FORMER DALLAS COWBOYS PLAYER SENTENCED TO 30 MONTHS IN FEDERAL PRISON FOR HIS ROLE IN HYDROPONIC MARIJUANA TRAFFICKING CONSPIRACY
DALLAS — Kurt Vollers, 32, of Dallas, was sentenced this afternoon by Chief U.S. District Judge Sidney A. Fitzwater to 30 months in federal prison for his role in a hydroponic marijuana trafficking conspiracy, announced U.S. Attorney Sarah R. Saldaña of the Northern District of Texas. Vollers must surrender to the Bureau of Prisons on March 20, 2012.
Vollers, a former player for the Dallas Cowboys, pleaded guilty in April 2010 to one count of conspiracy to distribute a controlled substance, admitting that from January 2006 through May 2008, he participated in a scheme, along with co-defendants John Patrick Newton, Scott Matthew Kirk and Tommy Don Crutcher to possess with intent to distribute 100 kilograms of marijuana. Newton, 36, of Los Angeles, California, was the leader of the “Newton Drug Trafficking Organization,” in the Dallas area. He was sentenced in January 2011 to 292 months in federal prison. Kirk, 43, of Omaha, Nebraska, was sentenced to 12 months and one day and Crutcher, 29, of Lewisville, Texas, was sentenced to 24 months in federal prison.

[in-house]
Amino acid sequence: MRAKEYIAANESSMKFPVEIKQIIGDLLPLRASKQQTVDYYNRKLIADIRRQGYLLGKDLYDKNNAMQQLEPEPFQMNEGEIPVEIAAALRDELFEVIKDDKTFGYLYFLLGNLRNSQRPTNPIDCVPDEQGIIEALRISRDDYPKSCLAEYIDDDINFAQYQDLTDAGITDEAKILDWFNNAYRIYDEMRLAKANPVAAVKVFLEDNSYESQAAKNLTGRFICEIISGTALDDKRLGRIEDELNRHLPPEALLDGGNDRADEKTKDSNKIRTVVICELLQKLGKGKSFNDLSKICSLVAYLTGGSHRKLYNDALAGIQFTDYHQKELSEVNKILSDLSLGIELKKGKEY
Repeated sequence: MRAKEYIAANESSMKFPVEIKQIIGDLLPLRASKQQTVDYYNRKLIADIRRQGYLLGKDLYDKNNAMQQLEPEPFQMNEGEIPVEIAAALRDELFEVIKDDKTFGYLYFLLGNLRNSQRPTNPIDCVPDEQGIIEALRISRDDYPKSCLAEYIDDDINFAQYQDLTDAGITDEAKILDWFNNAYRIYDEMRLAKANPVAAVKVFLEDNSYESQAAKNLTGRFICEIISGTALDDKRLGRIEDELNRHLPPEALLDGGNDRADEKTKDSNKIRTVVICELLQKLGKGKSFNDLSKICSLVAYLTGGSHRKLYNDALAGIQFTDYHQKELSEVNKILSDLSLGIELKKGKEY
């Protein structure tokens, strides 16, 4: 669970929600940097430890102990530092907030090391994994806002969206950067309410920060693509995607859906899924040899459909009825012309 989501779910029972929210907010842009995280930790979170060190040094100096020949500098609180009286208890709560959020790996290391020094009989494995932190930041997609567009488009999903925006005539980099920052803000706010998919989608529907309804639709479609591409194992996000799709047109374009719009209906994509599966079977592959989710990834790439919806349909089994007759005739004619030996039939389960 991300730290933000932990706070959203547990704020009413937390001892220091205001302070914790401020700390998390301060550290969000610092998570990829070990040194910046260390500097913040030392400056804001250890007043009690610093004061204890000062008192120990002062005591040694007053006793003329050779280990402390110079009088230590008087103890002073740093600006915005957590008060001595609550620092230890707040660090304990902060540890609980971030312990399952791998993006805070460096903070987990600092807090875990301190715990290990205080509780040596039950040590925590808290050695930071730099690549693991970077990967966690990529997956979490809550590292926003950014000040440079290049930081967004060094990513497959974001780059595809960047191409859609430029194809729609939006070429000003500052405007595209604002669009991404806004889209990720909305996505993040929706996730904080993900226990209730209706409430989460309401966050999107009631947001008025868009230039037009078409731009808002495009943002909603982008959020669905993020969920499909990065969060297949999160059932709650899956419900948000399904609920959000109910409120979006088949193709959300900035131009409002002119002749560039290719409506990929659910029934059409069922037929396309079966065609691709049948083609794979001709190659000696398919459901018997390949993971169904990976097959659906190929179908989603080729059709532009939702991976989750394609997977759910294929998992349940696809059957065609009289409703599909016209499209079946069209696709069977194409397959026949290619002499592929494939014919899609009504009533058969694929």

Vollers actively assisted Newton by, among other things, facilitating the delivery of marijuana to the Dallas area, facilitating the storage of marijuana, repackaging bulk marijuana for sale, distributing marijuana to buyers, facilitating the transfer of money from buyers to Newton and counting the proceeds from the sale of marijuana.
Newton leased an apartment on North MacArthur Boulevard in Irving, Texas, which was used to unlawfully store, distribute and manufacture marijuana. From February 2008 through May 2008, Newton, Crutcher and Kirk conspired to commit money laundering by conducting financial transactions involving the proceeds of their unlawful activity, designed to conceal and disguise the nature, location, source, ownership and control of those proceeds.
The case was investigated by the Drug Enforcement Administration (DEA), the Internal Revenue Service - Criminal Investigation, the Irving Police Department, and the Coppell Police Department.
Deputy Criminal Chief Assistant U.S. Attorney Jay Dewald and Assistant U.S. Attorney Jennifer Tourjé were in charge of the prosecution.
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